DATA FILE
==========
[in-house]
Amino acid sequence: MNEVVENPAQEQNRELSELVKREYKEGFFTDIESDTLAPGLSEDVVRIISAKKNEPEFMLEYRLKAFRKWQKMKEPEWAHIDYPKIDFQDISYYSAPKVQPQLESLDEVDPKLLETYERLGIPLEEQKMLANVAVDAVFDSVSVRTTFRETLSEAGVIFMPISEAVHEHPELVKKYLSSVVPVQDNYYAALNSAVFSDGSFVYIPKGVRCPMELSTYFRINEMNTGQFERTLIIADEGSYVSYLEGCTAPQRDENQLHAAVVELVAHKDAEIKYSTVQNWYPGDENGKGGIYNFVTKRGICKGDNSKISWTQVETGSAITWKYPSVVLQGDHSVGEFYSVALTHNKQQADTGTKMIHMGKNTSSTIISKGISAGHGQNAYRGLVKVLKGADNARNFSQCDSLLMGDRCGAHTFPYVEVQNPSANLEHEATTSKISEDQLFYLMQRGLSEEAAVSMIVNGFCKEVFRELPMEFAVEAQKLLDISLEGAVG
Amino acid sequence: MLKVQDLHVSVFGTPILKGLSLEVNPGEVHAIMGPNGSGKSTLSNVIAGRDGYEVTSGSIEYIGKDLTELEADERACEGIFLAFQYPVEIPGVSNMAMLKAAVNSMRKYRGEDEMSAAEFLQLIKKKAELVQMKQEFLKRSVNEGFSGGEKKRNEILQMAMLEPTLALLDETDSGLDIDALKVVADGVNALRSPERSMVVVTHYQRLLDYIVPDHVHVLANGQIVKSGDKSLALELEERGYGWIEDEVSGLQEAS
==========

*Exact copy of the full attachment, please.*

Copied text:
[in-house]
Amino acid sequence: MNEVVENPAQEQNRELSELVKREYKEGFFTDIESDTLAPGLSEDVVRIISAKKNEPEFMLEYRLKAFRKWQKMKEPEWAHIDYPKIDFQDISYYSAPKVQPQLESLDEVDPKLLETYERLGIPLEEQKMLANVAVDAVFDSVSVRTTFRETLSEAGVIFMPISEAVHEHPELVKKYLSSVVPVQDNYYAALNSAVFSDGSFVYIPKGVRCPMELSTYFRINEMNTGQFERTLIIADEGSYVSYLEGCTAPQRDENQLHAAVVELVAHKDAEIKYSTVQNWYPGDENGKGGIYNFVTKRGICKGDNSKISWTQVETGSAITWKYPSVVLQGDHSVGEFYSVALTHNKQQADTGTKMIHMGKNTSSTIISKGISAGHGQNAYRGLVKVLKGADNARNFSQCDSLLMGDRCGAHTFPYVEVQNPSANLEHEATTSKISEDQLFYLMQRGLSEEAAVSMIVNGFCKEVFRELPMEFAVEAQKLLDISLEGAVG
Amino acid sequence: MLKVQDLHVSVFGTPILKGLSLEVNPGEVHAIMGPNGSGKSTLSNVIAGRDGYEVTSGSIEYIGKDLTELEADERACEGIFLAFQYPVEIPGVSNMAMLKAAVNSMRKYRGEDEMSAAEFLQLIKKKAELVQMKQEFLKRSVNEGFSGGEKKRNEILQMAMLEPTLALLDETDSGLDIDALKVVADGVNALRSPERSMVVVTHYQRLLDYIVPDHVHVLANGQIVKSGDKSLALELEERGYGWIEDEVSGLQEAS